The Londonderry Irish County Tartan is a distinctive tartan design linked to Londonderry, the Irish county, Londonderry, and is sometimes referred to by the name of County Derry. The pattern is an extensive history dating back several centuries ago and has been a significant element of the culture of the residents of Londonderry. The precise origins of the Londonderry Irish County Tartan are unknown, however, it is believed that it originated during the late 19th century to serve as an emblem of the country's cultural heritage.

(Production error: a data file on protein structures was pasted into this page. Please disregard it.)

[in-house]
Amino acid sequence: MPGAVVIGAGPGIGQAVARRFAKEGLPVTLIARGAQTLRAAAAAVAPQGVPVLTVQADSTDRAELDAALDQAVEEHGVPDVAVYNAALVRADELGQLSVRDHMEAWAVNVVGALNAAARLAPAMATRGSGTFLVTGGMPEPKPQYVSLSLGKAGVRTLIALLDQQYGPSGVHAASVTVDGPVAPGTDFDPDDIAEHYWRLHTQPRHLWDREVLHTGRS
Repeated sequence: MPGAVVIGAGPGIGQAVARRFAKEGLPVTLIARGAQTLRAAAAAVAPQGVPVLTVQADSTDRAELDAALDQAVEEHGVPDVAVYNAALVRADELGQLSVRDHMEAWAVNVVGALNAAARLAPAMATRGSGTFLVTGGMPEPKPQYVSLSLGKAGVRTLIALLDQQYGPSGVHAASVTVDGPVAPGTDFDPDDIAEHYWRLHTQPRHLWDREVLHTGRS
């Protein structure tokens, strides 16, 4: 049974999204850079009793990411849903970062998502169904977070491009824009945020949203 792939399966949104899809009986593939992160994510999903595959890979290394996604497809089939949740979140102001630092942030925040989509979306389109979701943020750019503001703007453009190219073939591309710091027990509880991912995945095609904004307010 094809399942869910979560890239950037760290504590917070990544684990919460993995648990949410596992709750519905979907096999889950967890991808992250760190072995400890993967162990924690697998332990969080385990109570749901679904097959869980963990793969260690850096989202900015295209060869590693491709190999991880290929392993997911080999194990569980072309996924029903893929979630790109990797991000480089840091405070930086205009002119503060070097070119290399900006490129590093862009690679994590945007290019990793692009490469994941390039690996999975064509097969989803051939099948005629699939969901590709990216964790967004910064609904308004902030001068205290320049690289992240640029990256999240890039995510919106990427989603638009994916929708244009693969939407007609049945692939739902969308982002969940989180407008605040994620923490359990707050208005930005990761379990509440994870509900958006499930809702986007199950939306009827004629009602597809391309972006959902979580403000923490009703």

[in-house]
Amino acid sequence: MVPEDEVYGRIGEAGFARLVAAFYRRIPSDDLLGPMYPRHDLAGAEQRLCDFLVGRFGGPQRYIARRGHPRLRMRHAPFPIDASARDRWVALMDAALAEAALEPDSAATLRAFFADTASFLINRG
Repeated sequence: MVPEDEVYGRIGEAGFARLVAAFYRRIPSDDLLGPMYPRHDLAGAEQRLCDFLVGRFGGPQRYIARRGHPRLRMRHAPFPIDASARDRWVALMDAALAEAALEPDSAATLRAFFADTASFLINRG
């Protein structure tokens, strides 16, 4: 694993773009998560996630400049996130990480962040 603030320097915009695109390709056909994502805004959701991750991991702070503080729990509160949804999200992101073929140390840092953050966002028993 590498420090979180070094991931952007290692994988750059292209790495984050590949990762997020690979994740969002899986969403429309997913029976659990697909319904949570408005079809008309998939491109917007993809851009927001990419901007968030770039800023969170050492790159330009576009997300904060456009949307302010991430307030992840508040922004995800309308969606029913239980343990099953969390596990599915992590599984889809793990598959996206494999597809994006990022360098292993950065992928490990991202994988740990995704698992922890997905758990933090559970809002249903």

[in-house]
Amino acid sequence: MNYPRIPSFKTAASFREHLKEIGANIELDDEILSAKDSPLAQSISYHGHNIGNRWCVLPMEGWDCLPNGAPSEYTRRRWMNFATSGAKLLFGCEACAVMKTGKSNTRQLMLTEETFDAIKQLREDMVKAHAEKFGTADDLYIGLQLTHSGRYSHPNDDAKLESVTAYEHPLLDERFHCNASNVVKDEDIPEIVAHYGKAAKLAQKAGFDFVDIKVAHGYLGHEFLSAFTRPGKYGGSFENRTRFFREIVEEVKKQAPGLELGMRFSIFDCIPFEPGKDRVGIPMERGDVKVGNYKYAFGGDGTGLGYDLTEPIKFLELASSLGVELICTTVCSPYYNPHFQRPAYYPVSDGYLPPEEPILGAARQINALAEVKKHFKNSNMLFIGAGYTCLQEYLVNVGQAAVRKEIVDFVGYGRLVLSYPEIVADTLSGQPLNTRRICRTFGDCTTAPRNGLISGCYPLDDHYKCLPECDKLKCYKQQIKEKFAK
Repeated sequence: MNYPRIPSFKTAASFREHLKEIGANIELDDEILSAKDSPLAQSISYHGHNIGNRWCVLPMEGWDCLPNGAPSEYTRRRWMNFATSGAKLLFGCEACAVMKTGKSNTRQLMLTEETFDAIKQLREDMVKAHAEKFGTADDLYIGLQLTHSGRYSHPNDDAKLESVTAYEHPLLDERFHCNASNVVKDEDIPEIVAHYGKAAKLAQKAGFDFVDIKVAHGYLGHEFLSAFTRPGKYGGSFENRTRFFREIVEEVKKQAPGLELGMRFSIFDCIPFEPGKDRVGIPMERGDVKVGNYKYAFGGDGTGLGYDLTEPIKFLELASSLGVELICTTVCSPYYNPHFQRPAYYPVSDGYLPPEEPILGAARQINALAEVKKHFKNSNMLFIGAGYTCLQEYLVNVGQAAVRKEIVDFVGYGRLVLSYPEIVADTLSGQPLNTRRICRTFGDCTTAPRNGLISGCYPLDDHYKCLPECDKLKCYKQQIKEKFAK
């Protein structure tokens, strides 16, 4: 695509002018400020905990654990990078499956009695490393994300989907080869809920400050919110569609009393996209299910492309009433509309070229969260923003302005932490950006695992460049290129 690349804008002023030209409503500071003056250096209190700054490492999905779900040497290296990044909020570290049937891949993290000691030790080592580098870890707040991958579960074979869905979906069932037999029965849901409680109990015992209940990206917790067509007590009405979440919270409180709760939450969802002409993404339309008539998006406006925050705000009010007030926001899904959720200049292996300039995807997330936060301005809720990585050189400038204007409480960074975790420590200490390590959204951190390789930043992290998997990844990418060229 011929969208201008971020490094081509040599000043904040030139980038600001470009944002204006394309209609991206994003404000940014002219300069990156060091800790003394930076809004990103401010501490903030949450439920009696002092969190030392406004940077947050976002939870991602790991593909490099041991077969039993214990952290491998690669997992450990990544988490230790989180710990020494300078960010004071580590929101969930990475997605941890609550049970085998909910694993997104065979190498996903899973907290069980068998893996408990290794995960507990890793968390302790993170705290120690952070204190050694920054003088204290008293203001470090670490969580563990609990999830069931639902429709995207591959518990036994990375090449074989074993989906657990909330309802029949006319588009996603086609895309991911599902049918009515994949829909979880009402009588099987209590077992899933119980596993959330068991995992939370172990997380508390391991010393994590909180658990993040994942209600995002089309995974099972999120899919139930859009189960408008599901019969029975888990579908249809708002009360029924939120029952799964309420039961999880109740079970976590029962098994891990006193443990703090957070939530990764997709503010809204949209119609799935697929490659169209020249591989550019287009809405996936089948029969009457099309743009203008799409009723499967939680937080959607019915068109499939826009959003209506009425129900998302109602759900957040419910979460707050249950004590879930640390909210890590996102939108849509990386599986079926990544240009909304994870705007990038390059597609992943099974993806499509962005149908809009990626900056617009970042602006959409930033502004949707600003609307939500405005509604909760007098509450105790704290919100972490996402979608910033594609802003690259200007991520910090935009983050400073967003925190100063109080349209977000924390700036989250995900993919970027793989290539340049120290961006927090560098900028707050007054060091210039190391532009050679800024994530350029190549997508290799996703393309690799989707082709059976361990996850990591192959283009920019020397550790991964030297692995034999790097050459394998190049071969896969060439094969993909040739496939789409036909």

Derry the name given to the town is an abbreviated variant of the original Irish "Diary" which means an oak grove, or a wood. It is situated within The Province of Ulster. The Cianachta is the most significant group of the O'Connors of Glengiven (Glinne-Geimhin) situated within The Roe Valley, which had maintained their position for several years prior to the advent of Ua Cathain beginning about 1138. A significant portion of County Derry was then referred to as Tir Cahan, or Cathan-night as a reference to the nation of O'Kanes. The Londonderry Irish County Tartan was worn by the inhabitants of Londonderry to symbolize their identity as a cultural group. An important aspect of the history of the inhabitants of Londonderry and is proudly worn by many around the globe as a sign of their relationship to their culture and their heritage.